Ryohei Watanabe: And in terms of the international atmosphere just within just the engineering team, what is the atmosphere like there?
John Joe Friedmann: I mean, it's pretty fun because we have lots of, you know, different countries represented. And, you know, we, like, all, you know, tell various things about where we come from. Everyone has a different background. And, you know, it's really fun just working with people from, like, so many different places who all have, like, so many different experiences. You know, like, all of our, like, stand-ups and stuff, we always just kind of, like, talk about, you know, whatever's going on in our lives or, like, whatever interests us for, like, a bit. And, you know, I learn a lot about, you know, what it's like living in, like, the Philippines or England or South Africa. Like, you just hear about all these experiences, and it makes you feel, like, more understanding of just, like, the world as a whole.
Ryohei Watanabe: So far today I've spoken to somebody from the Philippines, from Indonesia, South Africa, and now Seattle in the USA.
John Joe Friedmann: Well, originally Chicago, but yeah.
Ryohei Watanabe: Sure. So just a little bit about, I guess, end-to-end ownership in, I guess, engineering. I know a lot of developers like that. Do you have a lot of oversight or direct? Does it, does your role need or have oversight or direction in terms of doing your work?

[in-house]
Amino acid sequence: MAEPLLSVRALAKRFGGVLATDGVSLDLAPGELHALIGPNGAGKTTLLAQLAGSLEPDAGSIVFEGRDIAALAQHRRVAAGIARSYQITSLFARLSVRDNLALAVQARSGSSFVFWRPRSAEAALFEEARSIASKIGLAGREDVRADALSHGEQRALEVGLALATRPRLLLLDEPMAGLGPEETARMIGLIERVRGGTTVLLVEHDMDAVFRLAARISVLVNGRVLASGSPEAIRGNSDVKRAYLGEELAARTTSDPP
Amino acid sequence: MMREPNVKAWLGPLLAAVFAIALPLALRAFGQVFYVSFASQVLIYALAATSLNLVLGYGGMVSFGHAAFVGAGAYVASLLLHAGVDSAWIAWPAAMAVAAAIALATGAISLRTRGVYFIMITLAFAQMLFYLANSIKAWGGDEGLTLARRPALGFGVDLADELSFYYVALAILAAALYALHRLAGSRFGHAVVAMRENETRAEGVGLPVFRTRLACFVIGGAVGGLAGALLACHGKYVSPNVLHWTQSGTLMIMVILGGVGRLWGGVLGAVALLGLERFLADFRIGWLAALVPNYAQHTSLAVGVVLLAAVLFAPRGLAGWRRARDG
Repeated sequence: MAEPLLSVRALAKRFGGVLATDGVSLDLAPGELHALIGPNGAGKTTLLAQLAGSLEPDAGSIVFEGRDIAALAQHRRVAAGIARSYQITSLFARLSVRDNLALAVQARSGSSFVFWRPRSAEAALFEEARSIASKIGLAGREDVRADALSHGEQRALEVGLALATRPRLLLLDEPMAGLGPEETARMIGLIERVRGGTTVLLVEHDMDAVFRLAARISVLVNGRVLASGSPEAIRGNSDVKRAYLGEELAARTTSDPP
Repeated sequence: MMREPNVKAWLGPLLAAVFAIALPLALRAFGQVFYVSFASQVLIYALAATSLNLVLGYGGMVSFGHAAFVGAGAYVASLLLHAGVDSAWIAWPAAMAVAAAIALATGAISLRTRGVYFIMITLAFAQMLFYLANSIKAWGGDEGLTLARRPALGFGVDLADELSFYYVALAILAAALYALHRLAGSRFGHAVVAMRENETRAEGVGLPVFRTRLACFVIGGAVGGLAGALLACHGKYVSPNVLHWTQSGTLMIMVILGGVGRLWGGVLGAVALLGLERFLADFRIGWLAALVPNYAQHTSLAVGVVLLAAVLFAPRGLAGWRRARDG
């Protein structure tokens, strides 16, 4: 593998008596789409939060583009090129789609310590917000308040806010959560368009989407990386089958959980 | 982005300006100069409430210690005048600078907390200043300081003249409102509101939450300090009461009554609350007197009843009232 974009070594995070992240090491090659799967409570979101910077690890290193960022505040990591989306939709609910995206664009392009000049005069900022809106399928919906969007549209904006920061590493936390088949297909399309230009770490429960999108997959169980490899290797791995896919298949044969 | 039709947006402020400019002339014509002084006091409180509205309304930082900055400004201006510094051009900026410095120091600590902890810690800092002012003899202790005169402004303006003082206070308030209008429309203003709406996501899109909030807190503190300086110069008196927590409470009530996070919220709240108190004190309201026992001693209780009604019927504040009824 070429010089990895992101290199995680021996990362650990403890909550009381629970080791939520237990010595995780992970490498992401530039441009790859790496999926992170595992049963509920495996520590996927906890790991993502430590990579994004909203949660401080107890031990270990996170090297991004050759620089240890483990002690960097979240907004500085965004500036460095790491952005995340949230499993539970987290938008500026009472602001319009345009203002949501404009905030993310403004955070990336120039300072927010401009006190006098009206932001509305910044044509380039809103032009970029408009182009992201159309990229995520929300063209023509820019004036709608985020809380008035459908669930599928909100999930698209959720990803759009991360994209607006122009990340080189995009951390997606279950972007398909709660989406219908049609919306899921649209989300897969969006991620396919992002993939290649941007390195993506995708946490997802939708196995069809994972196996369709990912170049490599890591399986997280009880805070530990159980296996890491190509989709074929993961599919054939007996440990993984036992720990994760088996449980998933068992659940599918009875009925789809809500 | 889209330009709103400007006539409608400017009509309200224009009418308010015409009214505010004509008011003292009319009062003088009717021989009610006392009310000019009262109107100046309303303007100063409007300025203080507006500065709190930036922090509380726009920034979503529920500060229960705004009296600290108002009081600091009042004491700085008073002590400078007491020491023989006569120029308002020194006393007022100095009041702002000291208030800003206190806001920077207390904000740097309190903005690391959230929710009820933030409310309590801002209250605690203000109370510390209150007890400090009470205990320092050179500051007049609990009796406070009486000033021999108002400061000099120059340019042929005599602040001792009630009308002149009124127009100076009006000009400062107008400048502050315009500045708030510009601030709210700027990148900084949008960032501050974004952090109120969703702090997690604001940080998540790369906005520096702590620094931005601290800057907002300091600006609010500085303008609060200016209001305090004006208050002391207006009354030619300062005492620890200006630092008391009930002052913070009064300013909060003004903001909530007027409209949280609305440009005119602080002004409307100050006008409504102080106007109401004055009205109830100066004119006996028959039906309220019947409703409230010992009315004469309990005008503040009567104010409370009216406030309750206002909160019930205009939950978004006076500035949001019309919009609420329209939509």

John Joe Friedmann: So, I mean, I think I'm sometimes one of the people that's doing, like, the overseeing a little bit because I, you know, even when I'm not, like, directly involved in projects, I still try to, you know, attend, like, meetings and, like, some of the other products, look through, like, design reviews, go to, you know, like, the feature request meetings where, like, the specs are being determined to make sure we're building the right thing. But, you know, on my own side, you know, the work I do, there's definitely, like, a lot of interaction with, like, the designers who are looking at it saying if this UX makes sense or if we need to, like, make changes to things to improve things. There's, you know, QA. There's the business who will try out the product and be like, this isn't what we wanted. And then we, you know, make adjustments there. So, you know, I think everyone's kind of, like, I think it's important for everyone, really, to be a reviewer in a way. You know, even if you're not involved in something, it's still, like, important to speak up if you don't think something makes sense.